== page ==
I had multiple chart in one Excel Worksheet and wanted to change the scale of the x-axis and y-axis to the logarithmic scale. The following macro toggles between the linear and logarithmic scale for all charts:

Sub ChartsToggle()
For i =1 To ActiveSheet.ChartObjects.Count
Application.DisplayAlerts= False
If ActiveSheet.ChartObjects(i).Chart.Axes(xlCategory).ScaleType= xlLinear Then
ActiveSheet.ChartObjects(i).Chart.Axes(xlCategory).ScaleType= xlLogarithmic
ActiveSheet.ChartObjects(i).Chart.Axes(xlValue).ScaleType= xlLogarithmic
Else
ActiveSheet.ChartObjects(i).Chart.Axes(xlCategory).ScaleType= xlLinear
ActiveSheet.ChartObjects(i).Chart.Axes(xlValue).ScaleType= xlLinear
End If
Next i
Application.DisplayAlerts= True
End Sub

Sub ChartsToggle()
For i = 1 To ActiveSheet.ChartObjects.Count
Application.DisplayAlerts = False
If ActiveSheet.ChartObjects(i).Chart.Axes(xlCategory).ScaleType = xlLinear Then
ActiveSheet.ChartObjects(i).Chart.Axes(xlCategory).ScaleType = xlLogarithmic
ActiveSheet.ChartObjects(i).Chart.Axes(xlValue).ScaleType = xlLogarithmic
Else
ActiveSheet.ChartObjects(i).Chart.Axes(xlCategory).ScaleType = xlLinear
ActiveSheet.ChartObjects(i).Chart.Axes(xlValue).ScaleType = xlLinear
End If
Next i
Application.DisplayAlerts = True
End Sub

Note the Application.DisplayAlerts= False. This prevents Excel from opening a dialog box, for every chart, informing you that negative values cannot be displayed. The dialog is just shown once at the end. I had to put this line inside the for-loop because it got changed back to true after the chart modification.

A commonly used risk measure is the Expected Shortfall. Unfortunately, this function to calculate the sample expected shortfall is rarely implemented. As there is much data stored in databases accessible through SQL, I tried to calculate this value directly in SQL. It turns out this is a one-liner. Let’s assume we have a table called “LossSimulation” and a column/field named “LossValue” then the sample expected shortfall at level 95% is

SELECT AVG(LossValue) FROM (SELECT TOP 95 PERCENT LossValue FROM LossSimulation ORDER BY LossValue)

SELECT AVG(LossValue) FROM (SELECT TOP 95 PERCENT LossValue FROM LossSimulation ORDER BY LossValue)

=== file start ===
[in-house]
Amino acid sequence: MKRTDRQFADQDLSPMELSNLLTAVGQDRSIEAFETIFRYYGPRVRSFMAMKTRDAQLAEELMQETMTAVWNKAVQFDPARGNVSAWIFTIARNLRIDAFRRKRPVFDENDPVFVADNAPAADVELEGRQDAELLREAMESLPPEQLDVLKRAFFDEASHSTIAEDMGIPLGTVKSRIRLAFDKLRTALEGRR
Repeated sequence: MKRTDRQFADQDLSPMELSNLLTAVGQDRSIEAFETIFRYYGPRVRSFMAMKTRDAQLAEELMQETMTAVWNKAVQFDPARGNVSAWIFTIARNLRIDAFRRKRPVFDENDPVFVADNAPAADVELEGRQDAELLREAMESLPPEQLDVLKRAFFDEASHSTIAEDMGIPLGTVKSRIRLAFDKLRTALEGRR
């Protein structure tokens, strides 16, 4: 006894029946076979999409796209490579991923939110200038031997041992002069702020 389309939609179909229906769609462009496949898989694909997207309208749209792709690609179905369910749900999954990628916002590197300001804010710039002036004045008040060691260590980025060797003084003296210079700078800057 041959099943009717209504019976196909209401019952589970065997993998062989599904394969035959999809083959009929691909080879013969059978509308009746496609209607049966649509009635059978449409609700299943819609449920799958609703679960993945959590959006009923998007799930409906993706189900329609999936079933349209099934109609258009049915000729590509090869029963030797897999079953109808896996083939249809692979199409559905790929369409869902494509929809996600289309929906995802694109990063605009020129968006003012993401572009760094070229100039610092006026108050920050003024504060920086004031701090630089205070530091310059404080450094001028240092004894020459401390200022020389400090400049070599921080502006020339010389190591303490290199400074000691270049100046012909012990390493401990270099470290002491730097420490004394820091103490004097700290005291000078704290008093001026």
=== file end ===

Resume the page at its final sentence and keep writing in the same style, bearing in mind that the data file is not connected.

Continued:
Note: Microsoft Access may list more than 95% of all records because if multiple value at the 95% quantile value are the same then all these records are listed (see here).

MATLAB/GNU Octave offers simple ways to find the minimum of any function. The two easiest methods are fminsearch and fminunc. The former uses a simplex search method while the latter uses a gradient based method.

Here is a simple example for a lognormal parameter estimation:

x = sort([0.00274000.00937300.04584600.0135300])
y =(1:length(x))./(length(x)+1)
fun = @(p) sum((logninv(y,p(1),p(2))- x).^2)
estimate = fminsearch(fun,[-5;2])

x = sort([0.0027400 0.0093730 0.0458460 0.0135300])
y = (1:length(x))./(length(x)+1)
fun = @(p) sum( (logninv(y,p(1),p(2)) - x).^2)
estimate = fminsearch(fun,[-5;2])

I was faced with the problem of finding the last value of a data range in Excel. Assume the range resides in the column A. Today there are 50 values in A1:A50. Over the time new values will be added and the goal is to get the most recent (the last) value.

The solution is the INDEX() function. It allows you to select a value in a range by index. Therefore, the following solves my issue if I know there won’t be more than 100 values INDEX(A1:A100;COUNT(A1:A100))

Otherwise INDEX(A:A;COUNT(A:A)) gives the answer as long as there aren’t any empty cells between the values.

“Vanessa Loring: Your parents are probably wondering where you are.
Juno MacGuff: Nah... I mean, I'm already pregnant, so what other kind of shenanigans could I get into?”